The key to making it work is that each church already knew its highest priority, love of Christ and his mission to the world. Therefore, they could tell the difference between issues and differences that were important and those that were not. For example, a diversity of approaches to baptism is OK as long as we have a unified focus on the centrality of following Christ in our daily lives.
That’s what attracted me to join this church in 2009 to work in a team alongside a Church of Christ Pastor.
From your perspective, what does it mean to be ecumenical in our time and place?
I think Twentieth Century ‘ecumenism’ is dead. The desire to get all the different denominations together in symbolic shows of unity gets nothing but polite interest (at best). Even the Uniting Church which was birthed in the desire for ongoing unity, has lost its passion as a movement and now often behaves merely like another denomination with niche interests.
However… I see a real appetite in some for doing mission together at local levels with whoever is interested. Synergy in mission is now what occupies that space. Five churches in our region put on a combined Alpha with people invited to the night of their choice regardless of which denomination was hosting it. Seven churches in our region financed a form of chaplaincy in the local shopping plaza (and with their blessing and assistance) to engage with the large numbers of socially isolated people who spent hours there each day.
The focus of this alternative ‘ecumenism’ is not on the churches but on the community and getting the job done in the best way possible.
For other communities who may like to explore partnering more intentionally with the churches around them, what small word of advice or encouragement would you give?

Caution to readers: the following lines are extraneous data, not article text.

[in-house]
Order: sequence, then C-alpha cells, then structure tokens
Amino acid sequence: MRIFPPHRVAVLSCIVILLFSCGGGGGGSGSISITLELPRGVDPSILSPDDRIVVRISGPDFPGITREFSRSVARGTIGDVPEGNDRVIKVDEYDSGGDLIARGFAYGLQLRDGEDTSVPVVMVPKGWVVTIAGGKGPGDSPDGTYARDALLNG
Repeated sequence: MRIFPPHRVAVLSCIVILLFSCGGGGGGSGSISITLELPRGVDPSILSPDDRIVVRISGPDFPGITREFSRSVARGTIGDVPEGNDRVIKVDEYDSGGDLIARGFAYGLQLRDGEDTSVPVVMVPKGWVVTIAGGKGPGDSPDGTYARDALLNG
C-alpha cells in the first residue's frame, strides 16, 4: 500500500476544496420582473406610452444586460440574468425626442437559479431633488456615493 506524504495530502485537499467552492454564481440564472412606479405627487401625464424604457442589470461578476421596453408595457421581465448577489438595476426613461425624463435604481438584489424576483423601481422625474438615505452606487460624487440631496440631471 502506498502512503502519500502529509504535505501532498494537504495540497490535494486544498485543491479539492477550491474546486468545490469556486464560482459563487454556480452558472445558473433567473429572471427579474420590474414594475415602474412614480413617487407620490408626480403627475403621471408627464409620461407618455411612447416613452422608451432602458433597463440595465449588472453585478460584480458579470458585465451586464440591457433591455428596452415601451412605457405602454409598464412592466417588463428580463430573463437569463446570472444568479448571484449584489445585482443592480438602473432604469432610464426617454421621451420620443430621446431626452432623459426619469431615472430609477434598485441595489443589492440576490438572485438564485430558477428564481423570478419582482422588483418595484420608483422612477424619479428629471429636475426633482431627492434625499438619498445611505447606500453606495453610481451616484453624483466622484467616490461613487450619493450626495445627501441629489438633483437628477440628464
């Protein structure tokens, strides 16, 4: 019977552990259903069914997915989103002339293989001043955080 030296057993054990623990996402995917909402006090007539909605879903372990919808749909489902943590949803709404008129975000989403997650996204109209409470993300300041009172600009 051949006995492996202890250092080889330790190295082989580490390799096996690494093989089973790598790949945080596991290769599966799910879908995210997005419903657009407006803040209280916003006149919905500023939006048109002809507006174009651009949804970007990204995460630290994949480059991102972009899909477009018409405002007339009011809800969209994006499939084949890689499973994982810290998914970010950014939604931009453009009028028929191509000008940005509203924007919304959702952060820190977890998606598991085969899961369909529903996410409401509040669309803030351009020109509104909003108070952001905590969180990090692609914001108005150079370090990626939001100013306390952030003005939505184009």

Mission. Find mission partners with similar approaches to increase the effectiveness of mission. It doesn’t have to be all the local denominations, that is just a pipedream.
Merging together as one like we have is rare and requires a few things to be in place before you start. Even merging Uniting Churches who have few hurdles to jump compared to us will have trouble if mission is not their heart, their culture and their highest priority. But even with all our advantages and enthusiasm, it took three years for those combining congregations to work it out. That takes real passion.
How can the rest of the Uniting Church pray for Living Faith?
Like most churches, we have emerged from 3 years of COVID lockdowns and anxiety drained and diminished. Several ministries have concluded and a few have been refreshed. We find ourselves having to reorient and revise for the future. Furthermore, my own time at LFC will be coming to an end within the next year, and afterwards LFC will face the challenge of finding someone who can generously work across denominations and also work in a team.
But for now, we are engaging more deeply in issues of Reconciliation in this year of the referendum (2 Cor 1:19 is the verse of 2023). And finally, we are hosting an Alpha course in third term; people discovering God’s love is a massive joy! We value your prayers, we can’t do mission effectively without them!